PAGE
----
The Importance of Being Ernest (Hemingway)
In 1920, Ernest Hemingway, then a freelance journalist for The Toronto Star and struggling writer, wrote this letter to his wife Hadley:
“You can make me jealous—and you can hurt most awfully—’cause my loving you is a chink in the armour of telling the world to go to hell and you can thrust a sword into it at any time—”
And then he goes on to say,
“‘Course I love you—I love you all the time—when I wake up in the morning and have to splash around and shave—I look at your picture and think about you—and that’s a pretty deadly part of a day as you know and a good test of loving any one.”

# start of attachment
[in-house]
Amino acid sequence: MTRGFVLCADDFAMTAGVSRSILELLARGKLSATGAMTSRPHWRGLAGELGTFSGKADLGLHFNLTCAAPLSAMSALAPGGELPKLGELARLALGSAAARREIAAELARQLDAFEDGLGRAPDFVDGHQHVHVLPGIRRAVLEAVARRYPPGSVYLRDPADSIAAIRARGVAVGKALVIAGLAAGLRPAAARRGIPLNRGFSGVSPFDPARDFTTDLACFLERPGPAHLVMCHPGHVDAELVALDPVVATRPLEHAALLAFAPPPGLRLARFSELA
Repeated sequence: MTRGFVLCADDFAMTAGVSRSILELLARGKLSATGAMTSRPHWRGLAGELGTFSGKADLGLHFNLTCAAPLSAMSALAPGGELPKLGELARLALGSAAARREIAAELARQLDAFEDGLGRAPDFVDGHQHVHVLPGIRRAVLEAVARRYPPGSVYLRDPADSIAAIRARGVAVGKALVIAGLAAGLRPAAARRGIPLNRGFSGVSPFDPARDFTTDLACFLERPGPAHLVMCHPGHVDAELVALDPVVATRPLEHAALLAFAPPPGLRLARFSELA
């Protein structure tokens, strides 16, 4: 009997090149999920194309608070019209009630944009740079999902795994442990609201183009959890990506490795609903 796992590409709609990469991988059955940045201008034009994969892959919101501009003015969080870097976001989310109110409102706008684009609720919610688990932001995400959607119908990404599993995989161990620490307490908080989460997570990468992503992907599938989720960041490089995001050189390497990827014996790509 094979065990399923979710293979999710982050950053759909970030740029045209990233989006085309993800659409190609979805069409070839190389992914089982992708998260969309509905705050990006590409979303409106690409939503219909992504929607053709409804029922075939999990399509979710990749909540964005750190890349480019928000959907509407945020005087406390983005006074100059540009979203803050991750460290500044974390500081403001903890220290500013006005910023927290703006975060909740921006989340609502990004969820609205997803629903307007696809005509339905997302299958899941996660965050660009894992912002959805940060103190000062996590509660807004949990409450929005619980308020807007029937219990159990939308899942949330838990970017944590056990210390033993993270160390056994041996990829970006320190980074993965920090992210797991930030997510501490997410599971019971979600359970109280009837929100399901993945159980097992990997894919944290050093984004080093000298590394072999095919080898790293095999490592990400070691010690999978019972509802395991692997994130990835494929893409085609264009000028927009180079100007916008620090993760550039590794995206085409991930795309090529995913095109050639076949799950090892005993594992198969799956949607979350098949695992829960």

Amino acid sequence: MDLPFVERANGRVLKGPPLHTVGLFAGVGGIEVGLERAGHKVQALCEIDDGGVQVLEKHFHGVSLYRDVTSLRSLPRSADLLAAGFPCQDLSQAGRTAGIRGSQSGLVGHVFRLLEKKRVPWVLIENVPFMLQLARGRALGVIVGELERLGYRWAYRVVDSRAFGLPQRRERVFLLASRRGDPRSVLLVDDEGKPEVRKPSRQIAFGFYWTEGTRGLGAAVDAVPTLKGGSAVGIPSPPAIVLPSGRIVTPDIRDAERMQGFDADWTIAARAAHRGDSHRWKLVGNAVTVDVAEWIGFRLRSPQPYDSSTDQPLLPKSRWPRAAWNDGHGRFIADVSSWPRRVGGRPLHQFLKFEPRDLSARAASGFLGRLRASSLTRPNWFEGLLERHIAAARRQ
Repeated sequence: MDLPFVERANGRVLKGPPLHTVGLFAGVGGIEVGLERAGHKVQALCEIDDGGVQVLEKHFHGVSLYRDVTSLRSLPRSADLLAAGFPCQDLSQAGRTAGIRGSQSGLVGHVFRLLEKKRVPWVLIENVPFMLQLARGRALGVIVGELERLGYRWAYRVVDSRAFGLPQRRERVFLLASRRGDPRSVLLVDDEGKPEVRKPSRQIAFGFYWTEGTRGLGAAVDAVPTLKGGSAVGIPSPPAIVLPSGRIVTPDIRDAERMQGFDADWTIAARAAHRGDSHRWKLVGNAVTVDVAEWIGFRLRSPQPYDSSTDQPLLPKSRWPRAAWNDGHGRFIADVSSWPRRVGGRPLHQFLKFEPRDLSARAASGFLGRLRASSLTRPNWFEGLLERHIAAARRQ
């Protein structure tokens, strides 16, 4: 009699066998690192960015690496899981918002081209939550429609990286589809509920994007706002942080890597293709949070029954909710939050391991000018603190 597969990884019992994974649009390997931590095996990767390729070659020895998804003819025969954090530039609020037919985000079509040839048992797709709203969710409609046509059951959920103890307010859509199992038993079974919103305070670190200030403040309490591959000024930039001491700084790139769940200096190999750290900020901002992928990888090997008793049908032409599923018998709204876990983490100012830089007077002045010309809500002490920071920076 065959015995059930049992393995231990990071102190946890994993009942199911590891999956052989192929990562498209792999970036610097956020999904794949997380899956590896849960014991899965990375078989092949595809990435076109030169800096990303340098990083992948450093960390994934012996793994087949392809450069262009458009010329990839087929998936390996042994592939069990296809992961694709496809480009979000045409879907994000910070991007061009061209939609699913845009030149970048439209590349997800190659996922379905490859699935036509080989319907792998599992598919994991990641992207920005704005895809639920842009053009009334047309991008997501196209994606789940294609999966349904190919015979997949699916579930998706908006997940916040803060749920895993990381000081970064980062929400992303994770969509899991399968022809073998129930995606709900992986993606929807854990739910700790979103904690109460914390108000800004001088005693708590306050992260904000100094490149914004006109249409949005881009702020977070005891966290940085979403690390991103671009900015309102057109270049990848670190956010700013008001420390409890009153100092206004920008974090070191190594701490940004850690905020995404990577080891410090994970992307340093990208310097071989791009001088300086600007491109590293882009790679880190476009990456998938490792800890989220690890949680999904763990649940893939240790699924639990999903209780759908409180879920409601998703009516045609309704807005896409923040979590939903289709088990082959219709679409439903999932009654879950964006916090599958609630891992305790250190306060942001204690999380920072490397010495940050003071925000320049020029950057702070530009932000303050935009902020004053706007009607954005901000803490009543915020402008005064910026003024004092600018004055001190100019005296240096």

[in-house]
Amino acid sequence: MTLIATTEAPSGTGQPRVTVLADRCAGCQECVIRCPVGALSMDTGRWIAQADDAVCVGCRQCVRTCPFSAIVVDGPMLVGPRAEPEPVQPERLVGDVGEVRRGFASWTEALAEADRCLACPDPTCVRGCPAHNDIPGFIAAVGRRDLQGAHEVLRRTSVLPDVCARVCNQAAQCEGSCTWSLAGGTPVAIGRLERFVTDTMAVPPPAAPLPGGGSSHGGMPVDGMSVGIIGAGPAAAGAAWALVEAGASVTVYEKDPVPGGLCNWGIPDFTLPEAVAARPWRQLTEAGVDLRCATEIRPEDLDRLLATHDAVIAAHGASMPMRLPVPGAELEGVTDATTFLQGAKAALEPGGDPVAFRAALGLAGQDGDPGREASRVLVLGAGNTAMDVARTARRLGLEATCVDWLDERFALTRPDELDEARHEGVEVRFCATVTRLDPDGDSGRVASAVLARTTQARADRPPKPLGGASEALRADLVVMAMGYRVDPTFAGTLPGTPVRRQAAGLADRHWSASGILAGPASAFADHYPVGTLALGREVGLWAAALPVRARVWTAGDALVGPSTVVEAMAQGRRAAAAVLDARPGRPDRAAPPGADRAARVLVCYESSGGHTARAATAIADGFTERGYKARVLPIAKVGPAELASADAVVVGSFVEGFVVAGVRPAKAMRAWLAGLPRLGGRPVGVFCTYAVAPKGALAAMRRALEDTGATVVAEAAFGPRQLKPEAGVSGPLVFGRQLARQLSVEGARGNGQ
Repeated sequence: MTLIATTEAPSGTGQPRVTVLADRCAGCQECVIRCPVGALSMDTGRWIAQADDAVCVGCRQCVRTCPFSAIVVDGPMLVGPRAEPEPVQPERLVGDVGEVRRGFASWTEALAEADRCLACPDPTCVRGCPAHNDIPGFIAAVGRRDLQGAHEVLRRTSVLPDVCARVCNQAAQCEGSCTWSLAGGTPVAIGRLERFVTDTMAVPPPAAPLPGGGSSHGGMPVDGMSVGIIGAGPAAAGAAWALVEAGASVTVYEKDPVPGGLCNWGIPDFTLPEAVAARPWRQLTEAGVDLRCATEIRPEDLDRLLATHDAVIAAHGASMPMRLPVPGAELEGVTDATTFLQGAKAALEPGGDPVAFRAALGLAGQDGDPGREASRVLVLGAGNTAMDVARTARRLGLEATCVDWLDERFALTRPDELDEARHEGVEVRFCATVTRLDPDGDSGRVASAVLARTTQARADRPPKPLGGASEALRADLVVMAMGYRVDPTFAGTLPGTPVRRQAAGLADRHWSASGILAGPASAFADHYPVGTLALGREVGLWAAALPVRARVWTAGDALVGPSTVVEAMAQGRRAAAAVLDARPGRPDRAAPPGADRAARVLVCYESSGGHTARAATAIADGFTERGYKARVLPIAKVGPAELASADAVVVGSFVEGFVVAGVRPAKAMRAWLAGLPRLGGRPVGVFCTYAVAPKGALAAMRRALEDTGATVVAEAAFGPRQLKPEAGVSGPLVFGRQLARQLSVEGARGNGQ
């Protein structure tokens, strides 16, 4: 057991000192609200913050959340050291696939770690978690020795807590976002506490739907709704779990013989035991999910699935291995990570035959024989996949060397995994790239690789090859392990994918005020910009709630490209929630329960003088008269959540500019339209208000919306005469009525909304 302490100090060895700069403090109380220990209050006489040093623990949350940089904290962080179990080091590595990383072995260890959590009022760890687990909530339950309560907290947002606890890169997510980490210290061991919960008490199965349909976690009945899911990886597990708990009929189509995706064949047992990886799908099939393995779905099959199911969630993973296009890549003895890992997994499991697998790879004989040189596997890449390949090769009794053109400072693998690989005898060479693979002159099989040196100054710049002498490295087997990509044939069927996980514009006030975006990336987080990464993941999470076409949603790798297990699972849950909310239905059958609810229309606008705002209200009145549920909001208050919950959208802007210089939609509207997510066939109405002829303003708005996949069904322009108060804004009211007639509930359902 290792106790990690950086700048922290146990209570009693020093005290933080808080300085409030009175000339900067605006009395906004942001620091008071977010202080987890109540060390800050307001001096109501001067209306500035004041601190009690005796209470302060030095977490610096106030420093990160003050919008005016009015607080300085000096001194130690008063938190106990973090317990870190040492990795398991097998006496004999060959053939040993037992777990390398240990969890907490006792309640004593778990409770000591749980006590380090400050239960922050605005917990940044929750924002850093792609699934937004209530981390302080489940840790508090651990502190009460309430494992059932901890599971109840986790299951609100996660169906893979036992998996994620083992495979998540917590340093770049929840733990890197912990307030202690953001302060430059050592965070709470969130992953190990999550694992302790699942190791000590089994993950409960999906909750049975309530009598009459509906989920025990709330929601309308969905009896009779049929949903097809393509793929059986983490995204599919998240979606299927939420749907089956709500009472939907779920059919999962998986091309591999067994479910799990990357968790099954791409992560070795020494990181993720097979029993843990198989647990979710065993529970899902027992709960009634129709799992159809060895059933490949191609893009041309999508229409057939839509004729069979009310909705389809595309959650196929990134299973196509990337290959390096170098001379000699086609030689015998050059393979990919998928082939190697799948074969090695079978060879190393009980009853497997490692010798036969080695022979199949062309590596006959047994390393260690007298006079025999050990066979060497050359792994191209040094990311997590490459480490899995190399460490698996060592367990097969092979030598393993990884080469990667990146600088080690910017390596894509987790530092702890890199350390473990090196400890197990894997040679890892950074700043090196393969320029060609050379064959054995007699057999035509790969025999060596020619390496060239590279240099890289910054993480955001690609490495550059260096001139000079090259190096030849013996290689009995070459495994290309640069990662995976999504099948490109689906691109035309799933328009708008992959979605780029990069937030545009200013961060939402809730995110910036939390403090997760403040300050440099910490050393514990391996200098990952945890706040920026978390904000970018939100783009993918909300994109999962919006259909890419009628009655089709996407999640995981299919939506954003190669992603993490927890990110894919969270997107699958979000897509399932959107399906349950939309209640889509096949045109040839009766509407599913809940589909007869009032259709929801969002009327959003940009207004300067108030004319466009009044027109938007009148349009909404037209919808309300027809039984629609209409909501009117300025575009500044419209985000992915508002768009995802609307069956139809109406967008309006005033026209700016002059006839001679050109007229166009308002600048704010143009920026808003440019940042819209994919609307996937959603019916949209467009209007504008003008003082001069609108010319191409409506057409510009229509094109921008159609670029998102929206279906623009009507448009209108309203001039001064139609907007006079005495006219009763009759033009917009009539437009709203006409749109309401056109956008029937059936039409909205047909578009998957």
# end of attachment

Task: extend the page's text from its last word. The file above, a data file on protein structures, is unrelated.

You can read and view Hemingway’s letter in all it’s original handwritten glory here.
I have been reading simultaneously The Sun Also Rises and A Moveable Feast, I cannot get enough early Hemingway, and this letter is an excellent example of why his writing, while sometimes indulgent and dawdling, is also very evocative and moving.
Yes, he betrayed Hadley, and married four times, before shooting himself in the head, but as he writes in A Moveable Feast, “I wish I had died before I ever loved anyone but her.“